WASHINGTON, Feb 23 (Reuters) - A $61.5 billion spending-cut bill passed by the U.S. House of Representatives on Saturday would slow economic growth significantly this year, according to an analysis by the global investment firm Goldman Sachs (GS.N).
“Under the House passed spending bill, the drag on GDP growth from federal fiscal policy would increase by 1.5pp (percentage points) to 2pp in Q2 and Q3 compared with current law,” according to Alec Phillips, who signed the analysis that is dated Tuesday.
Democrats, who want to maintain spending this year at around current levels, seized on the Goldman Sachs analysis.
“This nonpartisan study proves that the House Republicans’ proposal is a recipe for a double-dip recession,” said Senator Charles Schumer, a member of the Senate’s Democratic leadership.
Republicans in Congress, especially conservative Tea Party activists who were elected in November, have touted their fiscal 2011 spending-cut bill and upcoming attempts to impose more U.S. budget cuts as the key to improving the economy and creating jobs.
Democrats have countered that while there is a need to cut government spending and budget deficits over the long-term, policy-makers must tread softly in the short-term so the fragile economic recovery underway is not cut short.
Commenting on the Goldman Sachs estimate of impact on Gross Domestic Product, Michael Steel, a spokesman for House Speaker John Boehner said: “This is the same outdated Washington mind-set that led to claims that the trillion-dollar ‘stimulus’ would keep unemployment below 8 percent.” He added, “We don’t need more ineffective ‘stimulus’ spending; we need to get our economy growing again and help the private sector create jobs.”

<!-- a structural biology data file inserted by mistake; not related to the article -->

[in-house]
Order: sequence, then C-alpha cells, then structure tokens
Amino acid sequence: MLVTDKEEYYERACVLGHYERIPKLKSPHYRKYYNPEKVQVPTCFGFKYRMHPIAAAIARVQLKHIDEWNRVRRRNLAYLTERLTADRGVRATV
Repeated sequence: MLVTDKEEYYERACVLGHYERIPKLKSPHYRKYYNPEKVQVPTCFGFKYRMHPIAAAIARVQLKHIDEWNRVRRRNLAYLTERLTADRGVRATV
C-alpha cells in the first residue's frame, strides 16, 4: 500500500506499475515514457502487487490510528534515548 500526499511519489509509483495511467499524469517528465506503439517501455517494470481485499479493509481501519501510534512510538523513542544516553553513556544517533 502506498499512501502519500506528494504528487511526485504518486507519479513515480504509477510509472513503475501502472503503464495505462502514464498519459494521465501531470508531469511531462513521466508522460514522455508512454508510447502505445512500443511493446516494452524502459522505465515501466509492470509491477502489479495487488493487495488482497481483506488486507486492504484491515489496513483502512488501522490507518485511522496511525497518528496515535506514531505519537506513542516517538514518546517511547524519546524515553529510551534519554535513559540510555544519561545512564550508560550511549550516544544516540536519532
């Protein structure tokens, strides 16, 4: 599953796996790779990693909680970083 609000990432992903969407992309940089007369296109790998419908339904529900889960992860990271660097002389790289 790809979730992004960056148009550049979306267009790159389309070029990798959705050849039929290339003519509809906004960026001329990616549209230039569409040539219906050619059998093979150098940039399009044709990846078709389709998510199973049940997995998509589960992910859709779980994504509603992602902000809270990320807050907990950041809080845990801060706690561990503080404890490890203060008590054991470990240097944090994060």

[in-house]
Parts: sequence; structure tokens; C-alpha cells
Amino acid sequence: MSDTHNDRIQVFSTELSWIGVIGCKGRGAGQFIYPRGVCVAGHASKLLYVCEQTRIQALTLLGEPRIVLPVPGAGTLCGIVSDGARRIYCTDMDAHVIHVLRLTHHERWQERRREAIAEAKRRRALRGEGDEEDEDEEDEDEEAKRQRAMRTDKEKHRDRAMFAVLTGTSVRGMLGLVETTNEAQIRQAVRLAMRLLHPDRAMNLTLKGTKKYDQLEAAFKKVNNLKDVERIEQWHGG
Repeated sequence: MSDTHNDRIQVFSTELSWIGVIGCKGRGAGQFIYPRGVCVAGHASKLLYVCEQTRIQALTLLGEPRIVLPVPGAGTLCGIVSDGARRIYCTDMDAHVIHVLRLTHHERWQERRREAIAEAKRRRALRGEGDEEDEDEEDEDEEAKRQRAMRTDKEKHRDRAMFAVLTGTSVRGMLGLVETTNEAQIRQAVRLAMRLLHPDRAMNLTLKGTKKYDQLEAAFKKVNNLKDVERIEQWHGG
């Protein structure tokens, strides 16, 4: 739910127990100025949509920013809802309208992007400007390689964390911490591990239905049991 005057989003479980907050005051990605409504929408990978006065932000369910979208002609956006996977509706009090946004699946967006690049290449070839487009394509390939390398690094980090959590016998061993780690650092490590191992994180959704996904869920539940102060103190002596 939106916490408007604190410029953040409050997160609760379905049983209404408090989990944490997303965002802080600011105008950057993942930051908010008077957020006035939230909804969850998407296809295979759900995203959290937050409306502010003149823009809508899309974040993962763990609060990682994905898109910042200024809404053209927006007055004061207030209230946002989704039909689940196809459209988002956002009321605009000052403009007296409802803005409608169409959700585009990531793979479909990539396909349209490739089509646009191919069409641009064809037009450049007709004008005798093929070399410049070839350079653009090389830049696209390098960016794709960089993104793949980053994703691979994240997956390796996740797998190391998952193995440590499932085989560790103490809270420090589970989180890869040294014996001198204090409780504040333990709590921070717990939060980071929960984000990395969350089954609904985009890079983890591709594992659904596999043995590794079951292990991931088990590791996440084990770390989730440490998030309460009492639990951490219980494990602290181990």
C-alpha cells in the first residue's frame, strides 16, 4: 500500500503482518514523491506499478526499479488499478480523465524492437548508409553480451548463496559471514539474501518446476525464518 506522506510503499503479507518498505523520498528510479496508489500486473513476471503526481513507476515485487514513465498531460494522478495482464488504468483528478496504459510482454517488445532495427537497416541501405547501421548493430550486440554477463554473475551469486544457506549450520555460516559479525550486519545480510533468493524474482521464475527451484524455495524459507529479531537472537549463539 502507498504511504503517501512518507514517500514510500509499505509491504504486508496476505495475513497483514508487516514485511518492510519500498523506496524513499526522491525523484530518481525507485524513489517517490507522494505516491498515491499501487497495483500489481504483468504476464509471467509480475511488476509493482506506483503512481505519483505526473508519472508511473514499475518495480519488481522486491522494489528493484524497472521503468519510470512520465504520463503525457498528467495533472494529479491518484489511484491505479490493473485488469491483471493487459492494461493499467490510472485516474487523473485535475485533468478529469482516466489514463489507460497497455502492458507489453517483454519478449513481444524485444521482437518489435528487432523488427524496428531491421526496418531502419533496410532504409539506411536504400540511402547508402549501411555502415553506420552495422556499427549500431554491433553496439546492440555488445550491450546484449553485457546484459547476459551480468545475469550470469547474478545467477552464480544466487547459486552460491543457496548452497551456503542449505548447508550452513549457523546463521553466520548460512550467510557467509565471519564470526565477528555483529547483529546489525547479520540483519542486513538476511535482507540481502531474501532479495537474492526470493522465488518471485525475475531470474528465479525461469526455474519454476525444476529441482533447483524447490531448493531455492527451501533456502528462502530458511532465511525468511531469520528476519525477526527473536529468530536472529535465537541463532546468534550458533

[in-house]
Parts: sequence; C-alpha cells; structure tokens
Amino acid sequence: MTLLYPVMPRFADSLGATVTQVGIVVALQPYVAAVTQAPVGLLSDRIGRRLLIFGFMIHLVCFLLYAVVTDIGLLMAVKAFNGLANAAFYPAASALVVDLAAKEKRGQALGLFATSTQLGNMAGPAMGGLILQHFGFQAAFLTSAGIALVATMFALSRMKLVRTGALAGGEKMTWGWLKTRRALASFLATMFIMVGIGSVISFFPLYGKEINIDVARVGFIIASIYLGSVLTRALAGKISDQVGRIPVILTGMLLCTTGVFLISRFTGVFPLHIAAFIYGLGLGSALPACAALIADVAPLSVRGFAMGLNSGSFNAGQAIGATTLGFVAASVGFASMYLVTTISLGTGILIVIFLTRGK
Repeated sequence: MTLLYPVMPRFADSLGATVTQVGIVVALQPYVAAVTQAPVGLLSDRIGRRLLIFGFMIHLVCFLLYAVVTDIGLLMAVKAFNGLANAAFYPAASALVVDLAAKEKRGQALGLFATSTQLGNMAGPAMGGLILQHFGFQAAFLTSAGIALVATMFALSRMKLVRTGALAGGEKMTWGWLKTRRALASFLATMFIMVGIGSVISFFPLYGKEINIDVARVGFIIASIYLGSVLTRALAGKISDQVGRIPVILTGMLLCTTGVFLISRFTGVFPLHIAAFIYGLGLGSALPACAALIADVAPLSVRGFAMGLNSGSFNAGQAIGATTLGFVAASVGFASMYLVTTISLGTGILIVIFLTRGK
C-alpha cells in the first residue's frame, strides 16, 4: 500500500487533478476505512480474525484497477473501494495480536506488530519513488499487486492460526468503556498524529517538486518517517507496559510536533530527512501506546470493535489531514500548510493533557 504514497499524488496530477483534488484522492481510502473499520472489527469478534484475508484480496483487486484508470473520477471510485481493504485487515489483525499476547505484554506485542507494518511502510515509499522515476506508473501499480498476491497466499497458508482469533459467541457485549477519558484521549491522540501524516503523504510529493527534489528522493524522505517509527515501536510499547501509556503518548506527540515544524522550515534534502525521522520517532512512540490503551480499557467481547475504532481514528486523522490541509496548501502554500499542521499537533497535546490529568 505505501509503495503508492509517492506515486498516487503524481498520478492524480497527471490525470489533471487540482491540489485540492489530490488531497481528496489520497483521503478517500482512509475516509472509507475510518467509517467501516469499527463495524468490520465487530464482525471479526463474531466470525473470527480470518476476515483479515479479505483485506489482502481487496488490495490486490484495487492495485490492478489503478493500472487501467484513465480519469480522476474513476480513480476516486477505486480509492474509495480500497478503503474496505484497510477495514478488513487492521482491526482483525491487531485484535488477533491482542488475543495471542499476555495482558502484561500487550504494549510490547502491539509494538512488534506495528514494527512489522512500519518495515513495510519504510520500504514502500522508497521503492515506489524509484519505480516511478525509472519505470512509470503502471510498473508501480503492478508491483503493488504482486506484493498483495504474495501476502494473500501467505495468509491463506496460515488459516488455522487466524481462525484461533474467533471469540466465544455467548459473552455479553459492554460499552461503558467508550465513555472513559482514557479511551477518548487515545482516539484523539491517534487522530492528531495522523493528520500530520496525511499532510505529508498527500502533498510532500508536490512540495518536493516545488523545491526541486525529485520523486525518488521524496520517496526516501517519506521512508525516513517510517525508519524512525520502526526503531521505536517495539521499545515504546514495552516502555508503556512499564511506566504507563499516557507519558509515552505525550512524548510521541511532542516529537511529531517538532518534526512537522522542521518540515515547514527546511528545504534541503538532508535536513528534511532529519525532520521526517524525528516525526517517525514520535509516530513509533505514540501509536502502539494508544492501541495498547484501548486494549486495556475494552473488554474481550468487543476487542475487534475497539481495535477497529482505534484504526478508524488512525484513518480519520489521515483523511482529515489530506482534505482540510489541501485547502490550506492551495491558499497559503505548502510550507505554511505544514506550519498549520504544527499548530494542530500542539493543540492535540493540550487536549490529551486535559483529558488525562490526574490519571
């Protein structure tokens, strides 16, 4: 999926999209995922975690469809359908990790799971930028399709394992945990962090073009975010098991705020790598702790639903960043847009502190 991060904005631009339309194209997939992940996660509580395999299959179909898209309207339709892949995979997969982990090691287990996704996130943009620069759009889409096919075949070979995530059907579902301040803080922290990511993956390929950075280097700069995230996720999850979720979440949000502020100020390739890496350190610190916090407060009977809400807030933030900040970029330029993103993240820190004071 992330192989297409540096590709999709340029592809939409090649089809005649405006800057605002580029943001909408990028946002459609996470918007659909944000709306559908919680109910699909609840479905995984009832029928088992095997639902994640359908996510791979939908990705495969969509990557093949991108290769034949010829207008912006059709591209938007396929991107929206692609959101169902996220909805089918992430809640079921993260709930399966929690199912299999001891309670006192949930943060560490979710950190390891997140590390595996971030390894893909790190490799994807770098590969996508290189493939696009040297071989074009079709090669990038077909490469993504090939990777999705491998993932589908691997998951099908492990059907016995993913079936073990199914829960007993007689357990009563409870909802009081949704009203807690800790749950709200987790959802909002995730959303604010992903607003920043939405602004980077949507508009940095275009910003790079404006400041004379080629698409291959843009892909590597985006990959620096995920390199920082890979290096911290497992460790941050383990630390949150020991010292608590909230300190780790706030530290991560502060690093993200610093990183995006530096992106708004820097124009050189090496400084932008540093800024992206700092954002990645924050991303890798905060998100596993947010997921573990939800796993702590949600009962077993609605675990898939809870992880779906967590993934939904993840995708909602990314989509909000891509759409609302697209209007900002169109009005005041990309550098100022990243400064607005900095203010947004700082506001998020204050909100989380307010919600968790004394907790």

The U.S. jobless rate is at 9 percent.
The Goldman Sachs analysis said that the more modest spending cuts it had been assuming in earlier budget forecasts would result in a “drag on growth” in the second quarter of as much as 1 percentage point. That drag would quickly fade over the following two quarters “as spending stabilizes at a lower level, with little effect versus current policy on the rate of real GDP growth by year end.”
With Democrats and Republicans facing a March 4 deadline to reach some sort of deal on funding the federal government, there are worries that a failure would lead to a temporary shutdown of many government offices and programs if there is no deal.
The Goldman Sachs analysis points out that a government shutdown “poses less risk” than proposed spending cuts “as long as it is brief.”
But a shutdown lasting more than a week could result in around $8 billion per week in missed federal spending, with a resultant drag on growth, the analysis said. “Pulling this spending out of Q2 would reduce the contribution to quarterly GDP growth from federal activity by a little over 0.8pp at an annualized rate for each week the shutdown lasted,” it added.
In its fiscal 2012 budget proposal released last week, the the Obama administration forecasted 2011 economic growth of 2.7 percent year over year, while Blue Chip economists estimate 3.1 percent. (Reporting by Richard Cowan; editing by Philip Barbara)